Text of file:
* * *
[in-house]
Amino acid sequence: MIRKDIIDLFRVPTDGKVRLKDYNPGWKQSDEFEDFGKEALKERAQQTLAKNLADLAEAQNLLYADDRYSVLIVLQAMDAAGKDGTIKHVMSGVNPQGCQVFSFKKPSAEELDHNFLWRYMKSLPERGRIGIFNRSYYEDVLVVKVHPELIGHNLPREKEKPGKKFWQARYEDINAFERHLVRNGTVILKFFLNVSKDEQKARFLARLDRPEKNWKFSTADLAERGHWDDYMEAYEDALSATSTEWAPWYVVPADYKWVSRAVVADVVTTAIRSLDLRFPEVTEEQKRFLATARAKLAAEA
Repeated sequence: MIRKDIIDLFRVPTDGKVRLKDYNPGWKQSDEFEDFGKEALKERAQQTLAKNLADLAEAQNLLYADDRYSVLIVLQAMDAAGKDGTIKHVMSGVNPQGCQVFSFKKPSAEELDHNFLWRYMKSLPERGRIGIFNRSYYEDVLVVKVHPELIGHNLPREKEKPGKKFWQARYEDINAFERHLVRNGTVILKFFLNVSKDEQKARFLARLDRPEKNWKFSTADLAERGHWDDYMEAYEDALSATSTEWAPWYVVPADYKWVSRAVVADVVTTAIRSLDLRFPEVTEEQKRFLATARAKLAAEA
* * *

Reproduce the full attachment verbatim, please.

[in-house]
Amino acid sequence: MIRKDIIDLFRVPTDGKVRLKDYNPGWKQSDEFEDFGKEALKERAQQTLAKNLADLAEAQNLLYADDRYSVLIVLQAMDAAGKDGTIKHVMSGVNPQGCQVFSFKKPSAEELDHNFLWRYMKSLPERGRIGIFNRSYYEDVLVVKVHPELIGHNLPREKEKPGKKFWQARYEDINAFERHLVRNGTVILKFFLNVSKDEQKARFLARLDRPEKNWKFSTADLAERGHWDDYMEAYEDALSATSTEWAPWYVVPADYKWVSRAVVADVVTTAIRSLDLRFPEVTEEQKRFLATARAKLAAEA
Repeated sequence: MIRKDIIDLFRVPTDGKVRLKDYNPGWKQSDEFEDFGKEALKERAQQTLAKNLADLAEAQNLLYADDRYSVLIVLQAMDAAGKDGTIKHVMSGVNPQGCQVFSFKKPSAEELDHNFLWRYMKSLPERGRIGIFNRSYYEDVLVVKVHPELIGHNLPREKEKPGKKFWQARYEDINAFERHLVRNGTVILKFFLNVSKDEQKARFLARLDRPEKNWKFSTADLAERGHWDDYMEAYEDALSATSTEWAPWYVVPADYKWVSRAVVADVVTTAIRSLDLRFPEVTEEQKRFLATARAKLAAEA